We sort of fell into a record label by accident.
Moet, and to some degree myself, were getting frustrated by the amount of time it was taking to get the third Kill Pretty album released, a process which would eventually end up in me resigning as the bands’ manager, and eventually Moet leaving several months later. But that’s another story for another time.
Moet was frustrated, he wanted to release lots of material, he was brimming with lyrical ideas, and wanted a market place for new and older material. We started the discussion in the car when driving over to a Kill Pretty gig in Liverpool. Over several subsequent chats I explained that it was relatively easy to set up a label via Bandcamp. I had set up a series of releases for Salford City Radio several years back, and also released a series of albums under my Passage of Time side project with relative ease. The only issue was that it was digital only. The idea was taking shape though.
I had got a new piece of software for Ableton and recorded a couple of new tracks and Moet had come up with some marvellous lyrics, we didn’t want to spend money in a recording studio so we asked Steve and Laura from Monkeys In Love if they could help. One Friday Night in January we met in their rehearsal rooms in Stockport and recorded the two tracks that would eventually be our first release. Chatting afterwards by the cars in the dark Stockport night, I said what do you want to call the label? Moet said German Shepherd. We agreed we would think about CDs and Vinyl after we had got established. The bottom line was that we were going to be not for profit, there would be no contracts or lawyers, and it would be about the artists and the music.
19th February saw the first release of “Smack-Head Band/Humble Bee” with Steve and Laura on backing vocals. KP2 was born (a clear reference to Moet’s desire to get music out) and a new project from me, Space Museum. We had no pre-formed plans other than to try and get things out on a weekly/fortnightly basis.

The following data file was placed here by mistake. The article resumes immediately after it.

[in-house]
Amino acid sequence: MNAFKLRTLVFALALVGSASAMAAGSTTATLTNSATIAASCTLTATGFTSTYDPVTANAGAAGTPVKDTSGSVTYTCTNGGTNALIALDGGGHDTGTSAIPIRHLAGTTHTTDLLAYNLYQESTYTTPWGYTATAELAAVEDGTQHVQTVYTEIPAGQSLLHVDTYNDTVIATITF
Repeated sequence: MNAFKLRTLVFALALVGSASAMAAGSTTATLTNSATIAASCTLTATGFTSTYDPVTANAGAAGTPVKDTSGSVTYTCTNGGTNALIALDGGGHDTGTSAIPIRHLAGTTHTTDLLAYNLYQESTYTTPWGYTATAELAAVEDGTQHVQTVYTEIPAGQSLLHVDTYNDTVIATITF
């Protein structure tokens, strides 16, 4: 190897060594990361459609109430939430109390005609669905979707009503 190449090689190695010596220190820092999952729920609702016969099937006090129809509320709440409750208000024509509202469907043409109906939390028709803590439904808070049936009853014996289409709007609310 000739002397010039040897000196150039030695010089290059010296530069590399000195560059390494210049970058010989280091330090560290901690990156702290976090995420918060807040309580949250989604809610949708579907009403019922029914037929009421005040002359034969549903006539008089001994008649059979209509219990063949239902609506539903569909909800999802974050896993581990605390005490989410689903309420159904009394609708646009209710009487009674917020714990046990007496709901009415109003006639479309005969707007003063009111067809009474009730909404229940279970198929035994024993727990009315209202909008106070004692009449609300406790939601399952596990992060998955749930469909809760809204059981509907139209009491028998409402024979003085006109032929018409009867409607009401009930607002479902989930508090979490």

It took a little longer than anticipated and it wasn’t until March 3rd that a new Passage of Time album saw the light of day. I had taken the view that I wasn’t in this to make money for myself so this was our first free download. Mike Leigh had handed me 20 or so copies of the original Twisted Hand singles for sale at Kill Pretty gigs so I got his OK to market them via the new label. This proved popular and was our first and only, to date, vinyl release. We got those out into the world the week after the Passage of Time album, and they have proved popular, although as you will see later our level of popularity is not what you would expect.
One of the original intentions of the label was to release an extensive back catalogue of Moet oriented material, this included the first set of recordings by the band Sicknurse (his group before Kill Pretty). We released this next but subsequently we have had to withdraw it from sale.
Our friend Tony Thornborough (Salford City Radio DJ and Local Promoter) had facilitated a meeting with Bury based musician Loop-Aznavour and Moet. This resulted in a remarkable single called Justin Beiber (Must Die)/When The River Rises. Loop’s unique style, including the use of a Theremin, perfectly matched Moet’s style and content. We were beginning to gain some momentum.
24th March saw the beginning of a partnership with Dusty Moonan, and his West Coast Sick Line project which we continue to be extremely excited about. Dusty had done a couple of support slots with local bands and after many years of internet friendship I had finally got to meet him personally. He had already been hawking around the first WCSL album “I Hope You All Have Nightmares, except Kirsty” with varying degrees of success, but Moet and I felt we needed to take him under our wing (or should it be paw?) and give him a market place. He has produced continually exciting and improving product with us since then
The end of March saw the release of an early 90s project with Moet, Eddie Fenn and John Gill, a collection of marvellous songs under the guise of The Stepbrothers. “Switched at Birth” was the great lost album of it’s era and we were very pleased to finally get it out into the world. This was swiftly followed by a collaboration between Moet and his brother, an album length selection of the original Twisted Hand master tapes, the re-release of the exceptional Prick Jaggers album “The Golden Ass” and an EP from ex-Creeper Modal Roberts.